In 1948, Thomas Whittemore (1871 – 1950) and Paul A. Underwood, from the Byzantine Institute of America and the Dumbarton Oaks Center for Byzantine Studies, sponsored a programme for restoration of the Chora Church in Istanbul. Thomas Whittemore was a scholar, archaeologist and the founder of the Byzantine Institute of America. He was born in Cambridge, Massachusetts in 1871. His good personal relationship with Mustafa Kemal Ataturk, founder and the first president of the Turkish Republic, enabled him to gain permission from the Turkish government to start the preservation of the Hagia Sophia mosaics in 1931.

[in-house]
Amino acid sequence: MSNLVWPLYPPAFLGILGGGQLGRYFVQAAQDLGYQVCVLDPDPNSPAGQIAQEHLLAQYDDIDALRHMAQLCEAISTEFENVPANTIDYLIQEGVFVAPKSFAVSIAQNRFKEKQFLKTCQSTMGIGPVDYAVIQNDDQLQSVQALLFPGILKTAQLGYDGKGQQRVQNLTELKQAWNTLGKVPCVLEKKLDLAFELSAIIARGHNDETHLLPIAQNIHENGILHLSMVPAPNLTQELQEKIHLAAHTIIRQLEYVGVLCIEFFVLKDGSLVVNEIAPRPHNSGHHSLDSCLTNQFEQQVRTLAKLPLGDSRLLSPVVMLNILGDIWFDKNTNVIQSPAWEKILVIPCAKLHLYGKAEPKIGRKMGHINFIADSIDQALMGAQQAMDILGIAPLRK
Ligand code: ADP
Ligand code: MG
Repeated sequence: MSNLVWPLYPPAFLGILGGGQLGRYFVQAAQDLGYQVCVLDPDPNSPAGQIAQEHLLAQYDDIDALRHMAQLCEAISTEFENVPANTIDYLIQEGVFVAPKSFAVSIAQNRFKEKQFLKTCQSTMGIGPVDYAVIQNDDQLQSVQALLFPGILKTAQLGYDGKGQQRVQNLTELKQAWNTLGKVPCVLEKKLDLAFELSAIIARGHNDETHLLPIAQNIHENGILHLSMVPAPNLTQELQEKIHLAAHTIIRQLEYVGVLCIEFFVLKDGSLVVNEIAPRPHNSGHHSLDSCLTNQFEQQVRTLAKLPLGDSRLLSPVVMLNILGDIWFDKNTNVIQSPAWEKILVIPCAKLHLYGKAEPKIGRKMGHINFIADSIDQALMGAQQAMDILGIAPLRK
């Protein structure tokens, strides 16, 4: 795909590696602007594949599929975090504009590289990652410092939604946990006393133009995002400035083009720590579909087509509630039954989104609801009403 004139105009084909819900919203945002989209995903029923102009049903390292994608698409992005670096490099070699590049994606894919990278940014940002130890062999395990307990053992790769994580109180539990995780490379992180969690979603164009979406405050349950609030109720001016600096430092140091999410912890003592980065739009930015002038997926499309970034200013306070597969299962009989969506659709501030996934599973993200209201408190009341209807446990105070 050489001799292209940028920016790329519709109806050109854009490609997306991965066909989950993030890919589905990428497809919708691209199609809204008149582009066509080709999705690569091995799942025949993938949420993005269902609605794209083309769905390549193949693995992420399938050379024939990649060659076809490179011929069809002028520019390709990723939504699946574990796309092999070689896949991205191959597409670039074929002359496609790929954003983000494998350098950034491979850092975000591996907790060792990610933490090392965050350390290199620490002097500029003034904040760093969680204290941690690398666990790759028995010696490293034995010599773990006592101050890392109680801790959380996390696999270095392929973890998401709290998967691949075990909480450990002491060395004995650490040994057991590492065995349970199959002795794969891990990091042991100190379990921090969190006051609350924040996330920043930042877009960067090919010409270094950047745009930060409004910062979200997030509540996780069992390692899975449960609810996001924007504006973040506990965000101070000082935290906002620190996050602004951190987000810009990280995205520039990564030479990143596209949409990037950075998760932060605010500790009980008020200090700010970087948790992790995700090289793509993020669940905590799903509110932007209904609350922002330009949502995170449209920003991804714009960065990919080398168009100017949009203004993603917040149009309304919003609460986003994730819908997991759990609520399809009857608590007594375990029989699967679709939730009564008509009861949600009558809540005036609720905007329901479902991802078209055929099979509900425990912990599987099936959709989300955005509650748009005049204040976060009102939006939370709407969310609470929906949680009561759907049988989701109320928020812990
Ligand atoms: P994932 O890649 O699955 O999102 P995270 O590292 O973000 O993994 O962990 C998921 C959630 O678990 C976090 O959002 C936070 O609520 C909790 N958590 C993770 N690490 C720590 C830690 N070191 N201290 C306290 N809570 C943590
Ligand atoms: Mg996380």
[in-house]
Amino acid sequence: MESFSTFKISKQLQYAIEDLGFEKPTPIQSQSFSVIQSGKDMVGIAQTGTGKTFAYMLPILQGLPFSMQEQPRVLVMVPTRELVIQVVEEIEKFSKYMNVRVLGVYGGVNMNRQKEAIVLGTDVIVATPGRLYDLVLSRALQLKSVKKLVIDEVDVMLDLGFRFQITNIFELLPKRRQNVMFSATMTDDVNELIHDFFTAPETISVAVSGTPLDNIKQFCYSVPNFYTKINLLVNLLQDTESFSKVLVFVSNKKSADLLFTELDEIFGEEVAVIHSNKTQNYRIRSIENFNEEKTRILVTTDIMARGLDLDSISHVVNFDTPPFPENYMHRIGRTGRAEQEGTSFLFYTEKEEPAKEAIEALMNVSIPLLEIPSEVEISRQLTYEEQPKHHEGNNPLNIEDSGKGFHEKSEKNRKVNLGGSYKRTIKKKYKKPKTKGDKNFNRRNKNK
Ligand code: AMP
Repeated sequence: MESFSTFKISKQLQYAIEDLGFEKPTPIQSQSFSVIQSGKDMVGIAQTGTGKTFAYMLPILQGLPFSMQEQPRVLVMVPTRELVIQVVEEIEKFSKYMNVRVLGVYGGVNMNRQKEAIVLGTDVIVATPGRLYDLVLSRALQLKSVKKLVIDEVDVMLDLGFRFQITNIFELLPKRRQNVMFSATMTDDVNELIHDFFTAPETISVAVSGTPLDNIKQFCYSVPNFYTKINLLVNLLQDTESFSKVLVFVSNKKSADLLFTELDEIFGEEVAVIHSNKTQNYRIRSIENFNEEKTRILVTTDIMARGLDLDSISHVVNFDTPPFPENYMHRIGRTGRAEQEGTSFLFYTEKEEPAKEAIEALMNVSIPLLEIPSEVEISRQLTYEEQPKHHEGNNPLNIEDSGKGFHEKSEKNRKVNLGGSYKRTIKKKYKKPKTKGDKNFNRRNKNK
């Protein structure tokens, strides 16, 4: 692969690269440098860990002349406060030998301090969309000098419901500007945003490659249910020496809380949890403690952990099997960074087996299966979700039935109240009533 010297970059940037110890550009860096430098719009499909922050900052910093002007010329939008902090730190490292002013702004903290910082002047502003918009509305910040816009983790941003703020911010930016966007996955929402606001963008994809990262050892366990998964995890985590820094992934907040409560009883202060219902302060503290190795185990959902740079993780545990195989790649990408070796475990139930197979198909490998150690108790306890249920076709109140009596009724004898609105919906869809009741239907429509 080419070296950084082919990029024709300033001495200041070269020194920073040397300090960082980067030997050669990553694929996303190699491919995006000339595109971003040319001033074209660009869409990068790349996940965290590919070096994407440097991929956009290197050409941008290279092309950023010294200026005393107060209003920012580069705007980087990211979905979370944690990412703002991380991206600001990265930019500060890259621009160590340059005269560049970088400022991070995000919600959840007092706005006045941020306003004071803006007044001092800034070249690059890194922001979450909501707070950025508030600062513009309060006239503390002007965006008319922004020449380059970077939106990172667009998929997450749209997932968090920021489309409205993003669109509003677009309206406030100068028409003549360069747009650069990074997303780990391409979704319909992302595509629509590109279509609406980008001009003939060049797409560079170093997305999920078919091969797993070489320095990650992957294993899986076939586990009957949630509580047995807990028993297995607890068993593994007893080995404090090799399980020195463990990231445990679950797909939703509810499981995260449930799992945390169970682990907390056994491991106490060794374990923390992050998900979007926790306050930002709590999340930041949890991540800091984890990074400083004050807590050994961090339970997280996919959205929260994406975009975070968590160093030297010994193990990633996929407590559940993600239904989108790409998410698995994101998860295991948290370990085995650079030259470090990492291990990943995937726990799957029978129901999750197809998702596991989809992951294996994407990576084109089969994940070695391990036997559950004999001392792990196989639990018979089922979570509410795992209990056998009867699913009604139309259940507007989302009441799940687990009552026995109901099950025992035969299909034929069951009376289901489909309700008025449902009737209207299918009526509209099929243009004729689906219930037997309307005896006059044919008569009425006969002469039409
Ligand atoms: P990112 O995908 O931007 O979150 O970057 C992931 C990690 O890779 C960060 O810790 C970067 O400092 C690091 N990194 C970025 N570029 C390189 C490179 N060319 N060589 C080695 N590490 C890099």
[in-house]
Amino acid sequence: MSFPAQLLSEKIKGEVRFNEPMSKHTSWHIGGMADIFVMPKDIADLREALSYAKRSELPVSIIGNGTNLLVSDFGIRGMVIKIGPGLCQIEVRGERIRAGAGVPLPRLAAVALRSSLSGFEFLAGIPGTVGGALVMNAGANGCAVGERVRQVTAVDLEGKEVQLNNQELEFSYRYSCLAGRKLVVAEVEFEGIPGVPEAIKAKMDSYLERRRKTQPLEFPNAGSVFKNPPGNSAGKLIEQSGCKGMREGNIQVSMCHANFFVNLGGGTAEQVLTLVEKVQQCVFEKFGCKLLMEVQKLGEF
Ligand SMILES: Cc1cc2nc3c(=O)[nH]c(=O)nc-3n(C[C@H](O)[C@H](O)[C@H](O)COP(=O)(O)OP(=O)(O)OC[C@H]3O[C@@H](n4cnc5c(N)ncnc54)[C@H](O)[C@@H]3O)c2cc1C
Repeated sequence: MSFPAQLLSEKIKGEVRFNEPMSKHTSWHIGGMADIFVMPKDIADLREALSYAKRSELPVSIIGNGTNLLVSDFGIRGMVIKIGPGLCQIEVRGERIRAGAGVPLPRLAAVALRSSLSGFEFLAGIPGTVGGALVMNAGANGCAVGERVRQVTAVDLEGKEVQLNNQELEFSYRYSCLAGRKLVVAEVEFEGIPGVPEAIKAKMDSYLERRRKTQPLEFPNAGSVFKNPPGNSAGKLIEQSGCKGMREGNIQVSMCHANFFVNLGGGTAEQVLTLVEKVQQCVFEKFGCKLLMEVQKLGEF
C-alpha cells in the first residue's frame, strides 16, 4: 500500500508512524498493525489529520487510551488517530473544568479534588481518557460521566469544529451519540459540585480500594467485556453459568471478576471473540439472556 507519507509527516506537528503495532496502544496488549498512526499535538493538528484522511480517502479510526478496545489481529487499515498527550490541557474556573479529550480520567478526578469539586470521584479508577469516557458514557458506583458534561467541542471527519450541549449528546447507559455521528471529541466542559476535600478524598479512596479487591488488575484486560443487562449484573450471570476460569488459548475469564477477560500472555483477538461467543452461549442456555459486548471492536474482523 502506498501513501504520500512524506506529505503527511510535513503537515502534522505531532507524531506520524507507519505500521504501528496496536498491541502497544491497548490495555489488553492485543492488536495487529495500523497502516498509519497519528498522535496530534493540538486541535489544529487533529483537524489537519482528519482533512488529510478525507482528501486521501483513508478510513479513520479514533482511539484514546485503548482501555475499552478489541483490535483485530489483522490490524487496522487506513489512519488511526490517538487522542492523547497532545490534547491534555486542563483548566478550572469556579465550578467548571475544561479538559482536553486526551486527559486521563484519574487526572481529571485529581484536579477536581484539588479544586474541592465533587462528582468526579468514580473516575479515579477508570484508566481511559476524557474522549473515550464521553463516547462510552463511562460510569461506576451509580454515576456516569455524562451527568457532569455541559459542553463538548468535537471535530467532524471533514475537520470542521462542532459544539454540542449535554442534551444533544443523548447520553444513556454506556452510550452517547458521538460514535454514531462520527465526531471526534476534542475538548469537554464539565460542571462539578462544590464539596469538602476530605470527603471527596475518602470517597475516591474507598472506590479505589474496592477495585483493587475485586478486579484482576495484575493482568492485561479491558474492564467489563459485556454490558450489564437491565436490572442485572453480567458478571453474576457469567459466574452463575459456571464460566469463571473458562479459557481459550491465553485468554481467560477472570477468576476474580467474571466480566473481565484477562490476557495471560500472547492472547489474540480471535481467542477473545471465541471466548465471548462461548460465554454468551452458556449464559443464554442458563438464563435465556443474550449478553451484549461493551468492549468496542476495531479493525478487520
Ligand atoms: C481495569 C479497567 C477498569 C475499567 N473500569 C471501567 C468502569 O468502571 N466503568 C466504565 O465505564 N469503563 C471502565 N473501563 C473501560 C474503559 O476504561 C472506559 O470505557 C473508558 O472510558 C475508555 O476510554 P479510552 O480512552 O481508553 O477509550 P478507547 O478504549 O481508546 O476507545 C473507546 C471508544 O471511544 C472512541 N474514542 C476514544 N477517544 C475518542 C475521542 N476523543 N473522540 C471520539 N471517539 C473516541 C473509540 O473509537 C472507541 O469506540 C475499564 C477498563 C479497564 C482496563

Thomas Whitemore and Byzantium
On June 12, 1929, Thomas Whittemore hosted a dinner for several of his friends at a hotel in Istanbul, Turkey. It is thought that the framework for the Byzantine Institute was established at this gathering.Whittemore had long been concerned for the welfare of noteworthy sites in nations plagued by political instability, such as Russia and Bulgaria. He likely began to devise plans for the Byzantine Institute during the height of his relief efforts earlier in the decade.
Interestingly, the Byzantine Institute did not immediately set sail for Byzantium after becoming fully operational in 1930. Rather, during its formative period, the organization first moved operations to Egypt—to a region intimately tied to Whittemore’s early career as an amateur archaeologist with the Egypt Exploration Society. Working along the Red Sea from 1930 to early 1931, Whittemore and the Byzantine Institute conducted studies of wall paintings at the Coptic Monasteries of Saints Anthony and Paul,